The political and social developments in the second half of the 20th century led the literary men of England to serious meditations on the future of mankind, the aim of man's life, man's place in society. These problems are the essence of the philosophical novel which came into existence in the early 50s. The most prominent representatives of the genre are William Golding, Iris Murdoch, Colin Wilson and, to a certain extent, John Fowles. The novels are marked by pessimism and fear. Most of their heroes are lonely despairing individuals, powerless in a hostile and chaotic world. The relations between people are usually characterized by indifference and alienation. Symbolism and allegory are the chief literary devices in the philosophical novel . A great deal of contemporary English fiction and drama is dedicated to the subject of man's search for identity, and the stress is not so much on political or social issues as on moral problems, which adds another dimension to the portrayal of modern English society. . The problem of identity closely linked with one of the most influential philosophical trends of twentieth century thought, often evokes an existential attitude. It implies a certain scepticism about ever knowing the essential nature of any of man's various experiences, particularly when that experience is received only through individual consciousness. At the same time, man must live and make his choice, must come to some terms with his own existence and the true meaning of everything around him. Existentialist philosophy places limitations oil man's knowledge and power and even on his search for identity unci on the necessity for serious action or engagement. The influence of existentialist ideas left a profound impression on the work of Iris Murdoch.(1909-1919) She was an Irish-born British author and philosopher, best known for her novels about political and social questions of good and evil, sexual relationships, morality, and the power of the unconscious. She has created a series of intricate novels that essentially deal with the nature of man and his delusions. Her characters search for an understanding of the meaning of life; they try to reduce experience to the manageable and comprehensible, but none of the identities or definitions provide any satisfactory solution. Though Iris Murdoch always attempts to shape her characters perception of the world's chaotic nature into significant form, her rich mid highly artistic prose mocks man's efforts to formulate precise codes and laws about life. . She went on to produce 25 more novels and other works of philosophy and drama until 1995, and one of her best-known is ‘The black prince’. With Iris Murdoch the trend in creative writing moved to philosophical fiction. William Golding's novels and especially his most fissured success Lord of the Flies are notable for their symbolic treatment of human nature. “Lord of the Flies” is a philosophical novel by W. Golding (Philosophical novel refers to works of fiction in which a significant proportion of the work is devoted to a discussion of philosophical questions such as role of society, the purpose of life, ethics or morals; the plot & the characters are secondary for the idea, they are based on existentialism-человек не в состоянии отвечать за свои поступки) Golding’s works are complicated, they are full of implication(скрыт. Cмысл). The novel “Lord of the Flies” was a result of the author’s reflections upon fascism and its roots. It’s an anti-utopian novel and was written as a parody of “The coral island’ by Ballantyne, where three teenagers lead a happy and harmonious life on a Pacific island. “Lord of the Flies” describes the fate of a group of schoolboys stranded on a tropical island after a plane crash, vividly illustrating their reduction to a state of savagery and their division into hunters and fire keepers. The book traces the faults in society to the faults(пороки) in the individual person. Golding says that each person has an evil inner nature poorely covered by a society. And if the society is taken away, then the inner nature comes out and chaos and lawlessness erupt. Golding uses a lot of symbolism in the book: conch(раковина)-authority and order, pigggy’s glasses- knowledge and insight, war paints-rejection of society. And the main: head of the killed pig(lord of the flies-the ugly looking head, covered with flies) became a symbol evil and savage power. The novel is a warning to people not to let fascism, the worst form of evil.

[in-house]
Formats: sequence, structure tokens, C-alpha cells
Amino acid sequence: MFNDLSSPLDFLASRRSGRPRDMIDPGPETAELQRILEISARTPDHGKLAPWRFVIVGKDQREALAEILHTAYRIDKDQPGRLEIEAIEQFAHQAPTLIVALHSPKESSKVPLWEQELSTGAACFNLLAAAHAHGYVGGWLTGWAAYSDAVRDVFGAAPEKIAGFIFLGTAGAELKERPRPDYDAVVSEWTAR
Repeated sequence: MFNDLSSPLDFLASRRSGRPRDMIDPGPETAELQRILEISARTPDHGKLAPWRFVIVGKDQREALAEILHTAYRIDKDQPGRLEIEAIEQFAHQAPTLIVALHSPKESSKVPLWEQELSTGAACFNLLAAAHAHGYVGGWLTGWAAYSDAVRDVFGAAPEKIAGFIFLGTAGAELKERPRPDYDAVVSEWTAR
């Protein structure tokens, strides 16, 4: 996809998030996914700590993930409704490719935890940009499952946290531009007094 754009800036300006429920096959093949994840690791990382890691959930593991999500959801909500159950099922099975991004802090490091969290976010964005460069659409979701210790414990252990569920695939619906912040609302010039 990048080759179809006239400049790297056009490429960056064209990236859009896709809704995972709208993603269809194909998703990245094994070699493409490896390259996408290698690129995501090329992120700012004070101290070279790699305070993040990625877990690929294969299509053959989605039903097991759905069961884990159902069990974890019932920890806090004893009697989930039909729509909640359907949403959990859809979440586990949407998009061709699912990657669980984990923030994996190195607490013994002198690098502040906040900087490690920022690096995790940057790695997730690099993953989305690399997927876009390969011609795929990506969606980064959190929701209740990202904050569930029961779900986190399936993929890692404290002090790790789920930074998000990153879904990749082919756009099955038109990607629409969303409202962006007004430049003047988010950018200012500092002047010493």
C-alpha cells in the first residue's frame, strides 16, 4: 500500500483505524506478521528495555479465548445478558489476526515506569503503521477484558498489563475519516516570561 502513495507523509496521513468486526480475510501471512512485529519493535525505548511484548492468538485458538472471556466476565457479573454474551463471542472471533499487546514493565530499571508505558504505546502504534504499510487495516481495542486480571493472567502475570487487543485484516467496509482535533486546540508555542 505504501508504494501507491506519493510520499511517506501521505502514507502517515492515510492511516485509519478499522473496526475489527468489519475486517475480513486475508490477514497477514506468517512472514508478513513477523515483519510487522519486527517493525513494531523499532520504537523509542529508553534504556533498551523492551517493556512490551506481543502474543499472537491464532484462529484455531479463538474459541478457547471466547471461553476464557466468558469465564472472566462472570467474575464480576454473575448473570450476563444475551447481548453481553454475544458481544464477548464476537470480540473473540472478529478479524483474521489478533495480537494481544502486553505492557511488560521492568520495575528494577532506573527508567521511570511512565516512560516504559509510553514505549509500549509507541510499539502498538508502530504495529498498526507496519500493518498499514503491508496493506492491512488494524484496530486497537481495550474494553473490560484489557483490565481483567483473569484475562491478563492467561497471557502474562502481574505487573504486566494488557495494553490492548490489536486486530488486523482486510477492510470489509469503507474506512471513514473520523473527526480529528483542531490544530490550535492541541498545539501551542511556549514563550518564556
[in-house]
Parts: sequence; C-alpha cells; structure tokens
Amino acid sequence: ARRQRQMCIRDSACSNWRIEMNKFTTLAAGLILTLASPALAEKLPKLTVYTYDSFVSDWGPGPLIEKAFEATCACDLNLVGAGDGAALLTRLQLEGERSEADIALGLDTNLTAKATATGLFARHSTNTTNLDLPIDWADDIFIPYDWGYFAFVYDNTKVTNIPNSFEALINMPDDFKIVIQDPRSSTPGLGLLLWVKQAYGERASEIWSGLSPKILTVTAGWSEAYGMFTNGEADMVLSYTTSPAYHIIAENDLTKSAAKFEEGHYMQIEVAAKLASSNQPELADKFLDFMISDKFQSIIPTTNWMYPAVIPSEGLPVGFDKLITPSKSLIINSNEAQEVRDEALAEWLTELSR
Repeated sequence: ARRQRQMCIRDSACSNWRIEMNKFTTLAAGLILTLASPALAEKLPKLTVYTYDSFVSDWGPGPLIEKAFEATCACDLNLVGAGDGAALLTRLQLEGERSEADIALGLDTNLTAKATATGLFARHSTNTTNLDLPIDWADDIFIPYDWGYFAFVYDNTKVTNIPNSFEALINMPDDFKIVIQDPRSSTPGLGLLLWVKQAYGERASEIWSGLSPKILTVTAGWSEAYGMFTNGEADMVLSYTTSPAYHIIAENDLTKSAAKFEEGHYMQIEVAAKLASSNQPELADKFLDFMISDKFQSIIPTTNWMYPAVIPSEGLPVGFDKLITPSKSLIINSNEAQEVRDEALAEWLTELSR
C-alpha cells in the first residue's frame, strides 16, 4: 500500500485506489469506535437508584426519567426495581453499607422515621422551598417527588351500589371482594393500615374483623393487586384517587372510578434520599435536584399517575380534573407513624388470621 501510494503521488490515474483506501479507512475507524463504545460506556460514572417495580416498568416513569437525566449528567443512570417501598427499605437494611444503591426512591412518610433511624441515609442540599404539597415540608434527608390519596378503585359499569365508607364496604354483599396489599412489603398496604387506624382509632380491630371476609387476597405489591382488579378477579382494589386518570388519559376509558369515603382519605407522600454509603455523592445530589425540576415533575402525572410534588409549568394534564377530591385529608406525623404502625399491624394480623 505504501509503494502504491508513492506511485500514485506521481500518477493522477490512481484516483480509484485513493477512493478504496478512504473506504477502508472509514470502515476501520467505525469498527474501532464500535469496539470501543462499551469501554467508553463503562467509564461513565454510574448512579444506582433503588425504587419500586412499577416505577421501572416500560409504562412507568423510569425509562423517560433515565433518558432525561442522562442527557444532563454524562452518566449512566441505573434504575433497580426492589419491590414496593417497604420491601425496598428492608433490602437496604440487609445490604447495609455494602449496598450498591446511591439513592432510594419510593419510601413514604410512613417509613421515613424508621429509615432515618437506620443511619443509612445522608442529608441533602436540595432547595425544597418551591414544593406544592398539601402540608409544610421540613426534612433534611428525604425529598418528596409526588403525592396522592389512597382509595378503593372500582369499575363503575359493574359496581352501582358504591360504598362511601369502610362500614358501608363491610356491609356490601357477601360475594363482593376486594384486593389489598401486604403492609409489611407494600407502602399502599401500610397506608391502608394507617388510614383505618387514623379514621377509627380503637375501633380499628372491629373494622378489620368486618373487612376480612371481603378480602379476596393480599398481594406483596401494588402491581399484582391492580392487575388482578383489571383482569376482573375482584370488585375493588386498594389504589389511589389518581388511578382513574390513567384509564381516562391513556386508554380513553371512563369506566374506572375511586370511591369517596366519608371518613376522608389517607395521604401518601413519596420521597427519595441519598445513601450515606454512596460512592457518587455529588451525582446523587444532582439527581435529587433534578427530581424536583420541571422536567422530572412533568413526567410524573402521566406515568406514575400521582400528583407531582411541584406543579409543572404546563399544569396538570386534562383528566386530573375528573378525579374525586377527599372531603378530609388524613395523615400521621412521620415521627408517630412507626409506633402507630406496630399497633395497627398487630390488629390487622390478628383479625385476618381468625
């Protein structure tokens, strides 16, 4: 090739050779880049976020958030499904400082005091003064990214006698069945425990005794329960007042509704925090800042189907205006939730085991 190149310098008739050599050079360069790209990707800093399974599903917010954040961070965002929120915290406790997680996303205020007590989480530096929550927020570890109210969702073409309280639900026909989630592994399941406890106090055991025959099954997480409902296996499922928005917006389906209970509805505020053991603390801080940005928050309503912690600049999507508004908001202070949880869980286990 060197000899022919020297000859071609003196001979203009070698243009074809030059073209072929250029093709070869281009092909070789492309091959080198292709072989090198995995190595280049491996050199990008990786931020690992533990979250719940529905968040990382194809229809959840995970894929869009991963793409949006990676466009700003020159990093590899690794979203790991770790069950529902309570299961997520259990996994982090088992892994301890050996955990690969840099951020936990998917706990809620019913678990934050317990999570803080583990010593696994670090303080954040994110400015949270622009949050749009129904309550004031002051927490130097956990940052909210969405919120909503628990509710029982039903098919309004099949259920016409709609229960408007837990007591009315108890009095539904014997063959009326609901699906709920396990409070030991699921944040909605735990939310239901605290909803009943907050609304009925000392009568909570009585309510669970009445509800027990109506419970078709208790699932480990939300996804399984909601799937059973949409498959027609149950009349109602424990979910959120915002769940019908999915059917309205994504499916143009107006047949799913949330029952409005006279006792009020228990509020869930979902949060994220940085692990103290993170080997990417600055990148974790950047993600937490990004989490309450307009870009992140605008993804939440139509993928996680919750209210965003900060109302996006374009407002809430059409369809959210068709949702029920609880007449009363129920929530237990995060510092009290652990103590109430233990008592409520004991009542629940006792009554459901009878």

24 Modern English drama The theatre of Absurd –a term used for a distinct style drama written largely by European playwrights in the 1940s-1960s The main features of the Theatre of Absurd are : absence of a real story or plot, no action since all actions are insignificant, scenes often repeat, and often the language repeats. На практике театр абсурда отрицает реалистичные персонажи, ситуации и все другие соответствующие театральные приёмы. Время и место неопределённы и изменчивы, даже самые простые причинные связи разрушаются. Бессмысленные интриги, повторяющиеся диалоги и бесцельная болтовня, драматическая непоследовательность действий. Some of the most exciting work of this period came in the theater, notably the plays of John Osborne, Harold Pinter, Tom Stoppard, Arnold Wesker, Samuel Beckett. Thomas's lyricism and rich imagery reaffirmed the romantic spirit, and he was eventually appreciated for his technical mastery as well. Beckett, who wrote many of his works in French and translated them into English, is considered the greatest exponent of the theater of the absurd. His uncompromisingly bleak, difficult plays (and novels) depict the lonely, alienated human condition with compassion and humor. John Osborne (1929–94), English dramatist. He began his theatrical career as an actor and playwright in provincial English repertory theaters. Osborne's plays usually focus on an individual character and the sheer force of his language rather than on action. His first commercial success was Look Back in Anger (1956), concerning a restless and vociferous young man of the working class who is at war with himself and society; it became the seminal work for the so-called angry young men. (‘ANGRY YOUNG MEN’, term applied to a group of English writers of the 1950s whose heroes share certain rebellious and critical attitudes toward society) Harold Pinter (1930–, )English dramatist. One of the most important English playwrights of the last half of the 20th cent. and the most influential of his generation, Pinter writes what have been called “comedies of menace.” Using apparently commonplace characters and settings, he invests his plays with an atmosphere of fear, horror, and mystery. ‘The Lover’ is a 1962 one-act play by Harold Pinter about a middle class couple who live a secluded kind of life. They might be comfortably off financially, but their sex life seems to be less satisfactory. Pinter leads the audience to believe that there are three characters in the play: the wife, the husband and the lover. But the lover who comes to call in the afternoons is revealed to be the husband adopting a role. He plays the lover for her: she plays the whore for him. The play contrasts bourgeois domesticity with sexual yearning. As the play goes on the man (first as the lover and then as the husband) expresses a wish to stop the pretend adultery, to the dismay of the woman. Finally, the husband suddenly switches back to the role of the lover. As with the drama of Anton Chekhov, some of Pinter's plays support "serious" and "comic" interpretations; The Lover has been staged successfully both as an ironic comedy on the one hand and as a nervy drama on the other. As is often the case with Pinter, the play probably contains both. Главной темой произведения является тема того, как стать счастливым. В своем произведении Пинтер показазывает решение проблемы , которая возникла между мужчиной и женщиной, во взаимоотношениях которых наступил кризис.Пинтер показывает путь решения этой проблемы! Причем это не банальный выход из сложившейся ситуации, а совсем оригинальный, интересный и красивый подход. В пьесе можно выделить несколько главных идей. Более обширная-это то, что любовь спасет мир. Более узкая, и на мой взгляд, более видимая: любовь выживает только в бесконечной игре, что ярко продемонстрировал автор в своей пьесе. Бытовая жизнь скучна и через некоторое время надоедает, поэтому надо вносить яркие краски в эту ,ставшей серой, жизнь. Ознакомившись с пьесой Г. Пинтера “Любовник” тяжело понять, сколько главных героев в произведении. В конце-концов, понимаем, что в пьесе два главных героя и четыре персонажа. Действие пьесы разворачивается в благополучном по внешним признакам доме. Два персонажа муж и жена, которые прожили в браке 10 лет и вдруг поняли, что стали чужими, чуть ли не врагами друг другу. Придумав один раз так называемую игру в любовников, они уже не могут от неё отказаться, так как понимают, насколько мелочны проблемы, вызывающие раздоры по сравнению со счастьем, данным свыше любить и быть понятыми друг другом. . Супруги Ричард и Сара превращаются в любовников Макса и Долорес и вновь обретают свободу и радость в любви.